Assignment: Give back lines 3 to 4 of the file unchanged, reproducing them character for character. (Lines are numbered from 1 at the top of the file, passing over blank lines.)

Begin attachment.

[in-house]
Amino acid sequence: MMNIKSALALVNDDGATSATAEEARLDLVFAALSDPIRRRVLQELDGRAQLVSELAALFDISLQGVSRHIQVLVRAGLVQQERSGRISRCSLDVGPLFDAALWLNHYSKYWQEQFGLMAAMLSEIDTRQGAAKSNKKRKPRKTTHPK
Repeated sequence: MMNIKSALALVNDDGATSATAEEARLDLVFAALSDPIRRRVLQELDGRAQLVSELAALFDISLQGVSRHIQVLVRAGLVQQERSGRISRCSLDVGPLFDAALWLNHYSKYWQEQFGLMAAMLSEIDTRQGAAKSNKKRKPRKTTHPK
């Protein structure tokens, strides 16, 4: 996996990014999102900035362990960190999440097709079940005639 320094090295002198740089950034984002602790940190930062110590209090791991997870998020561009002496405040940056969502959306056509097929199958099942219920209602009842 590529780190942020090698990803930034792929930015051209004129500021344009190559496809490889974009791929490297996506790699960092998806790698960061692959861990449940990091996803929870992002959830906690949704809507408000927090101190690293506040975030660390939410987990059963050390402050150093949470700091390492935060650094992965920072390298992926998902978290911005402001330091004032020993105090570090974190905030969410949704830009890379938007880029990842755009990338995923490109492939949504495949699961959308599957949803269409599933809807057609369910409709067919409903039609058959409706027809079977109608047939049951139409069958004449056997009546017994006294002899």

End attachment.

Repeated sequence: MMNIKSALALVNDDGATSATAEEARLDLVFAALSDPIRRRVLQELDGRAQLVSELAALFDISLQGVSRHIQVLVRAGLVQQERSGRISRCSLDVGPLFDAALWLNHYSKYWQEQFGLMAAMLSEIDTRQGAAKSNKKRKPRKTTHPK
């Protein structure tokens, strides 16, 4: 996996990014999102900035362990960190999440097709079940005639 320094090295002198740089950034984002602790940190930062110590209090791991997870998020561009002496405040940056969502959306056509097929199958099942219920209602009842 590529780190942020090698990803930034792929930015051209004129500021344009190559496809490889974009791929490297996506790699960092998806790698960061692959861990449940990091996803929870992002959830906690949704809507408000927090101190690293506040975030660390939410987990059963050390402050150093949470700091390492935060650094992965920072390298992926998902978290911005402001330091004032020993105090570090974190905030969410949704830009890379938007880029990842755009990338995923490109492939949504495949699961959308599957949803269409599933809807057609369910409709067919409903039609058959409706027809079977109608047939049951139409069958004449056997009546017994006294002899």